A detective and a psychiatrist work separately to identify and neutralize Queer Jack, a sadist who has murdered at least five people in particularly grisly fashion. What makes this otherwise typical serial-killer novel stand out is its setting: London during the darkest hours of the Battle of Britain. Complicating the investigation is the discovery that the killer is apparently one of the "circle of saints," the small group of intelligence officers who knew the ultimate secret, i.e., the fact that the British had broken the Enigma code and could understand all of Germany's secret messages. Oh, and the psychiatrist is a Nazi spy who numbers among his patients some of these same saints. Hyde effectively sprinkles many real personalities throughout the novel, including Ian Fleming, Guy Burgess, and C. P. Snow. This is a fascinating story but definitely not for the squeamish; the scene in which one of Jack's victims is exhumed and a second autopsy is performed on the corpse will haunt the reader for days.
Victor Emerson
A gripping combination of history, spy story, and mystery....Unrelentingly readable and vividly realistic....Life outside this captivating book simply ceases. -- The Ottawa Citizen
Kirkus Reviews
A baroque, delightfully gruesome serial-killer whodunit set in WW II London.

Known mostly for formula thrillers, Hyde (Black Dragon 1992, etc.) accomplishes a superb turn with his latest, its title referring to a horrific, overwrought religious painting by the campy British romantic John Martin. While nightly Nazi bombings turn vast portions of London into rubble, Detective Inspector Morris Black pursues a serial killer whose bizarrely positioned bisexual victims seem to predict the locations of the next attack. Is Queer Jack, as the killer is known, a mere monster stalking Hyde's Pynchonesque setting, or is he one of the sexually deviant crew that cracked the Nazi Enigma radio code, and thus privy to ghastly information that Whitehall cannot divulge? The story is complicated by an upper-class Nazi spy lurking among the British warlords, an aristocratic cabal that wants to surrender Britain to Hitler, and the fact that Inspector Black, a quiet plodder given to psychic flashes of insight, is Jewish and therefore mistrusted by his mostly anti-Semitic superiors. As if this weren't enough, Hyde adds a rather labored romantic entanglement, as Inspector Black is seduced by Katherine Copeland, a morally conflicted American spy posing as a journalist. The affair leads to a few made-for-cinema scenes with the lovers embracing as bombs explode around them. Fortunately, Hyde's more-is-more plot, his passionately melodramatic prose (a portion of the city that escapes destruction is "a shadowed, somber limbo in the midst of chaos where the dead and those attending them were safe from further harm"), a parade of historical characters who range from the stoic Scotland Yard forensic pathologist Sir Bernard Spilsbury to a debauched Guy Burgess and a crisply cool Ian Fleming, and the howlingly campy finish on the dome of St. Paul's, nicely overcome any modest lapses.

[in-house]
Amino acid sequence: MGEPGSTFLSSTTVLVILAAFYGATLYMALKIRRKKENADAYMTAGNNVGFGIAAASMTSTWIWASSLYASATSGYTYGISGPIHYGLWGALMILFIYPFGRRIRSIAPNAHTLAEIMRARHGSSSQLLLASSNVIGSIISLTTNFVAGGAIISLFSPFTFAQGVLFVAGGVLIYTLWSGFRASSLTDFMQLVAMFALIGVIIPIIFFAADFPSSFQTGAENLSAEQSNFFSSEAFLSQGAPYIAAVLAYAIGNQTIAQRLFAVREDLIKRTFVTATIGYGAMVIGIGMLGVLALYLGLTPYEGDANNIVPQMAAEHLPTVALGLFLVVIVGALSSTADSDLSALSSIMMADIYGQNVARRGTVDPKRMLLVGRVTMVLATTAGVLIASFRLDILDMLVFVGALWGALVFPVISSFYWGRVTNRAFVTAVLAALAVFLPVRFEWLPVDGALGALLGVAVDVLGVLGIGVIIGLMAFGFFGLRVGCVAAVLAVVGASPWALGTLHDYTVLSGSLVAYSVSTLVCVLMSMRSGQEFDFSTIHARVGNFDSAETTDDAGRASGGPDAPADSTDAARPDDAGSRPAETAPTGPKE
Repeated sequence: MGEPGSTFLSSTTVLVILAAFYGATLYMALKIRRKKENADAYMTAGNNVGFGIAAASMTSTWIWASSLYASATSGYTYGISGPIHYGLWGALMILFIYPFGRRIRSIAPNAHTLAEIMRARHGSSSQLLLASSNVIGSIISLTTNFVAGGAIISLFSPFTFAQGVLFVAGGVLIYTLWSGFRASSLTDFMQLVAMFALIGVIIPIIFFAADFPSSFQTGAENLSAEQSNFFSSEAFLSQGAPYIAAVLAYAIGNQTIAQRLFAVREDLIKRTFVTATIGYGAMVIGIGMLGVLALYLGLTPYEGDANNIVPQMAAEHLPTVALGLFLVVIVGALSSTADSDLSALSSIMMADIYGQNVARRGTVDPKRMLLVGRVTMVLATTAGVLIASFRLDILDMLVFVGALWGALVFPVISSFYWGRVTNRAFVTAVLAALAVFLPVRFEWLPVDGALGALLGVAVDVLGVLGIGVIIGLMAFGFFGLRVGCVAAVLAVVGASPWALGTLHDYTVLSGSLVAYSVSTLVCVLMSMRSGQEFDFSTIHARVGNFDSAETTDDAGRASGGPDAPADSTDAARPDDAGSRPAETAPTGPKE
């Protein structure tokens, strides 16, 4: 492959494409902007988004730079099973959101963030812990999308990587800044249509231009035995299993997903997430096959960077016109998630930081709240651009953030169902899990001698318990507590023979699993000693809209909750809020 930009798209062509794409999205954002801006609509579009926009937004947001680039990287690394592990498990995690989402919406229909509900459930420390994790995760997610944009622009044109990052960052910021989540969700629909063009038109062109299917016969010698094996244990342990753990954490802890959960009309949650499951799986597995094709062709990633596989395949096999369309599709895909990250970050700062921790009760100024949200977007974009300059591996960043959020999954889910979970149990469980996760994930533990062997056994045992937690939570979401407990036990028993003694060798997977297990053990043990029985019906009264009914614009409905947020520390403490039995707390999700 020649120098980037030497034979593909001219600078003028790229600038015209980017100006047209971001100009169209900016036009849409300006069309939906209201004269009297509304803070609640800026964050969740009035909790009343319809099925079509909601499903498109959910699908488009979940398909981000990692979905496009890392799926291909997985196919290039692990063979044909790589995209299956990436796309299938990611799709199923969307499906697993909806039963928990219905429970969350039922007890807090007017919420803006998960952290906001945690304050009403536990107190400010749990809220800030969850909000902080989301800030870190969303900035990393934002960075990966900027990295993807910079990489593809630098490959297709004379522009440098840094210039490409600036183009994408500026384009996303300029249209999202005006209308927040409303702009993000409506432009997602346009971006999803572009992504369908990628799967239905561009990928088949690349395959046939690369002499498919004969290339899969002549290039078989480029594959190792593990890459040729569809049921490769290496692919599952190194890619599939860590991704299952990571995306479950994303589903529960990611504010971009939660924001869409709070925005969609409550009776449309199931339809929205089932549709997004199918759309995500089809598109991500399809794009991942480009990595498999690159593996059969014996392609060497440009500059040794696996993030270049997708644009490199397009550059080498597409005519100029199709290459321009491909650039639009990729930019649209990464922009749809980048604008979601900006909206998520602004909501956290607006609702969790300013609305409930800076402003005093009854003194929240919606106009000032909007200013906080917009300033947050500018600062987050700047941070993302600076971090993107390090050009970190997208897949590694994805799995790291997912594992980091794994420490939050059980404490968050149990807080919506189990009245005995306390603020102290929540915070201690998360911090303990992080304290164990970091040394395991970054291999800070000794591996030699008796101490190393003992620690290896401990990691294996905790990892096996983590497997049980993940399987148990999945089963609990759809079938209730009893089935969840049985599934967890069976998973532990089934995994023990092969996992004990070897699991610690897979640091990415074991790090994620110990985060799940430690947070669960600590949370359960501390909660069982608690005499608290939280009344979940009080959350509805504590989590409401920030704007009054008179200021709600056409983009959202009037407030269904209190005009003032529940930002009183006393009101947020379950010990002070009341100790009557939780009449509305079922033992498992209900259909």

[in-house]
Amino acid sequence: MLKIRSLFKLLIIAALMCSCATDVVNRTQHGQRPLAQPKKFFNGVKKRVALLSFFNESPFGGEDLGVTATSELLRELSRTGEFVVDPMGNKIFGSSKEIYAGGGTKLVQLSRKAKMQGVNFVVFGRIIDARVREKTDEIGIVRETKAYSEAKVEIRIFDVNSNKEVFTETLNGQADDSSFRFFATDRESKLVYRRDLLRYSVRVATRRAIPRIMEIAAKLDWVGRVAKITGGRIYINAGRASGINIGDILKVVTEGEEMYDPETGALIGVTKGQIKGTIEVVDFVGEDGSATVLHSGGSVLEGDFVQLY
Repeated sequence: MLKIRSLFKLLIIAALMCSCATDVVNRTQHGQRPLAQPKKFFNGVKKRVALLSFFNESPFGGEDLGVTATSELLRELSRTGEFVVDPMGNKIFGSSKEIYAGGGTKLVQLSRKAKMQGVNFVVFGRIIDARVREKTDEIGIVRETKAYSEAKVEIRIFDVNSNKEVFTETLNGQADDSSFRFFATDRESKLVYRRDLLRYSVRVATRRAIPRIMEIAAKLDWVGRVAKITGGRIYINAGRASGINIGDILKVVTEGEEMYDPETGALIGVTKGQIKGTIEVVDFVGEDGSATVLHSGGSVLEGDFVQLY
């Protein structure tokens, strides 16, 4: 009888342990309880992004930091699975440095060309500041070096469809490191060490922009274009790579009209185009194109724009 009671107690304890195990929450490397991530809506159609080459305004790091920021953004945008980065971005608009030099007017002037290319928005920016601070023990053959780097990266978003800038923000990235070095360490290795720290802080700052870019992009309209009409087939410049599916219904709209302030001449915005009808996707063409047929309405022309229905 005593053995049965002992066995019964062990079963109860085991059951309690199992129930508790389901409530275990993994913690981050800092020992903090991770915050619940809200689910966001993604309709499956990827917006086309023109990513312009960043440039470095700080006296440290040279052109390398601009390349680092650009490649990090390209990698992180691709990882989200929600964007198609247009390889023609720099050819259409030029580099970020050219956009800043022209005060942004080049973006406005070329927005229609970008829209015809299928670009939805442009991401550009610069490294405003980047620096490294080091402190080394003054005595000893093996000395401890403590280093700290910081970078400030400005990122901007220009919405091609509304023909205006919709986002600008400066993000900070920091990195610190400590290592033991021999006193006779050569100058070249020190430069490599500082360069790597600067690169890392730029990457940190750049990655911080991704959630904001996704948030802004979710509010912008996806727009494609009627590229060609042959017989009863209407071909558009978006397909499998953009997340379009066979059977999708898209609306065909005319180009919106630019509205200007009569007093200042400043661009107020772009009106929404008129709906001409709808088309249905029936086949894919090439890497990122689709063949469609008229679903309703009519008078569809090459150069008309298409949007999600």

Well-researched, relentlessly grim, and remarkably evocative of its time and place.

Product Details

Pocket Books
Publication date:
Product dimensions:
4.19(w) x 6.77(h) x 1.22(d)

What People are Saying About This

Art McMaster
Hyde's storytelling is pure genius...this is historical fiction at its finest -- entertaining and informative...suspenseful and satisfying.

Meet the Author

Christopher Hyde has written more than a dozen works of fiction and nonfiction, published in twenty-two countries in thirteen languages. Born in Ottawa, Ontario, he now lives in Point Roberts, Washington, with his wife and two children.